18 thoughts on “Poor Man’s Signal Generator

  1. I’ve gone many years without a signal generator and last year I decided to buy a 25Mhz arbitrary waveform generator and it was the best move I’ve ever done. Testing analog inputs and filtering is a breeze with it. Also great for testing PWM inputs.

    1. In that case, go get some coffee Dave and come back later this afternoon – I’m writing up something that is altogether different – might even be an upscale version of what you’re using now? In fact I’m going to take a guess that it IS the 50Mhz version of what you’re doing now… go on – tell everyone – you’ve not told me what model yours is…

      Give me an hour, I’m busy rendering the video. When I’m done, your feedback could be helpful.

        1. Hi Dave, That Siglent model SDG1025 is £290 in the UK currently and the Siglent SDG1062X is £380. I must admit to being tempted by the latter, but I am assessing how much I would use it. As you will be aware its features include a frequency counter too. I’ll await developments from Peter.

  2. They do a dual one – AD9958, which we eventually used to maintain accurate phase quadrature for the lock-in function. I doubt whether Aliexpress do those for £5.

    Just for reference, if you want to run multiple AD9833’s and need accurate relative phases between the outputs, don’t try. The chip has an undocumented uncertainty between clock and synch so although they may start in the right phase relationship, they can glitch by a single clock period every now and then. No problem for a single unit, but a disaster when you want two to be exactly 90 degrees different!

  3. I used these in a lock-in amplifier design over ten years ago, very nice devices. My software engineer grumbled about the complicated process used to set the frequency so I changed the crystal oscillator to 2.684354456MHz (yes, you can order such things) which then allowed the frequency to be simply set in exact 0.01Hz increments. It does, however, limit the maximum frequency you can get, but that wasn’t a problem in our application – the audio band.

    1. Actually I’d not thought about it until now but given the ridiculously low price and the fact they are I2c you could do some great audio stuff with these… sadly the one I have does not seem to have address selection which limits the number on a system to… one!

  4. How about these 3 toys for about £30 !!
    Amusing to build, and would make nice presents for yourself on Christmas day.
    Once you’ve made the signal generator, you can check if the others are working!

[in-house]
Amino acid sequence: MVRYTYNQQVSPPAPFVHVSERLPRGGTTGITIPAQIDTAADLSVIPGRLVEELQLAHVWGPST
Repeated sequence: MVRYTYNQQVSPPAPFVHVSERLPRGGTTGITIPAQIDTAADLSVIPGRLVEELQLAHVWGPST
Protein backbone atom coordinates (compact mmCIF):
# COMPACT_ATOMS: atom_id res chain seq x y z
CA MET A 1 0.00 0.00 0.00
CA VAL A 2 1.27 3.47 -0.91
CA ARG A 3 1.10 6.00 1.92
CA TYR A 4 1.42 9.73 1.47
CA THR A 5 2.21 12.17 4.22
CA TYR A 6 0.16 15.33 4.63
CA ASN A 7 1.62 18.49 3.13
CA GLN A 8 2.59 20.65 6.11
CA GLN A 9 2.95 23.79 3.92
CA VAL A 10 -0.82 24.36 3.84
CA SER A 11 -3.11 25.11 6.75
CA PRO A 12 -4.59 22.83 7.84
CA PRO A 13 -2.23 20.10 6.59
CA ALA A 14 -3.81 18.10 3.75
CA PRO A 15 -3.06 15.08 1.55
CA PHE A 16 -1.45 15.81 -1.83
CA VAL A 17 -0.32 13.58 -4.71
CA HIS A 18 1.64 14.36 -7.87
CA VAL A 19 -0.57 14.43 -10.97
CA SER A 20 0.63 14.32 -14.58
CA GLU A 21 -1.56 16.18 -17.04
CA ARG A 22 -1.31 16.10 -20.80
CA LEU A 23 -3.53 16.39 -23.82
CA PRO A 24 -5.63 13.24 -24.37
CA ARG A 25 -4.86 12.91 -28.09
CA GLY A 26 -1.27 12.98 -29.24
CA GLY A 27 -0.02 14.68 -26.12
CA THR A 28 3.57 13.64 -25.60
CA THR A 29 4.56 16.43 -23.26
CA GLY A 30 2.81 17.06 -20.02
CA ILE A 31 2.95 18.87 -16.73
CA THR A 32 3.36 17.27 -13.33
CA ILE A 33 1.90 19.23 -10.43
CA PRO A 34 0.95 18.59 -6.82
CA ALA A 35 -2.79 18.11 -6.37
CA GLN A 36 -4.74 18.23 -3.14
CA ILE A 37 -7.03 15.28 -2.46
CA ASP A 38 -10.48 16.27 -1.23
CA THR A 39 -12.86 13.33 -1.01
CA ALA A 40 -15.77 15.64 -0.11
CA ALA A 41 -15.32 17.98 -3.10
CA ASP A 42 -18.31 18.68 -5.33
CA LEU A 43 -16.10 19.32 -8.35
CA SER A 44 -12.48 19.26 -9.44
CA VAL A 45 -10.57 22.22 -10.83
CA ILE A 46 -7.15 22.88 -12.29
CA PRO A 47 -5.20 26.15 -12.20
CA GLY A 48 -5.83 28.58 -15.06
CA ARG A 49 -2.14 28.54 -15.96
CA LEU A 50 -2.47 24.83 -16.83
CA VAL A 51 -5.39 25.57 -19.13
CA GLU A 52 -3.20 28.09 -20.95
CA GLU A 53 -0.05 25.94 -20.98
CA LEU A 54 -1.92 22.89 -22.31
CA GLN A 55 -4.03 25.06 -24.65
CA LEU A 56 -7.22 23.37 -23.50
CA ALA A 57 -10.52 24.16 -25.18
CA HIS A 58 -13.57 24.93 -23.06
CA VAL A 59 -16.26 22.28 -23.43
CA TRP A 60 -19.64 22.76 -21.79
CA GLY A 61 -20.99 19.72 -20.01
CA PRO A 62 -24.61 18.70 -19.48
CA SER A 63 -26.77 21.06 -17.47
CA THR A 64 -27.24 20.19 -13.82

As per usual on Xmas day, make sure you have the right batteries (power supply 😉 )
    Ah – them were the days……

    – Signal generator
    XR2206 Function High-Precision Signal Generator Welding Module DIY Kit 1HZ-1MHZ (£5)

    – Oscilloscope (Fitting the case is a bit fiddely though)
    Original JYE Tech DSO138 DIY Digital Oscilloscope Kit SMD Soldered 13803K Version With Housing (£15)

    – Frequency tester (£6)

  5. Thanks for that link to the OneButton lib, I’ve been looking for something like that for a while as doing multi-click / long press detection is kinda tedious. That one is quite slick and will tidy up things quite nicely for a project where I only have space for one button.

    1. I am absolutely chuffed I found that library which appears to work well. The long click action in particular can get messy for multiple buttons and this just makes life a lot easier.

  6. If you like those, see what you can get for 7-8 quid on the ‘bay and Aliexpress etc…

    Si5351A clock generator breakout board – 8Khz up to 160MHz with I2C control.

    Adafruit also has their version + sample code, although I found it a bit buggy and picked up some better stuff from a different repo on github.

    1. Thanks for that. Well, if you refresh the blog, you’ll see I’ve put the AliExpress link in for that chip – as it has the connectors ready for front panel mounting all for under £7.

      You’ll also note I’ve drastically improved my original offering which now has memory buttons and non-volatile settings.

      I’ve ordered the clock generator and it should take me very little time to modify this code for the clock generator version.

      Two new dirt-cheap instruments in one day – can’t be bad, can it, now all I need is 2 nice-looking metal boxes to go with all of this.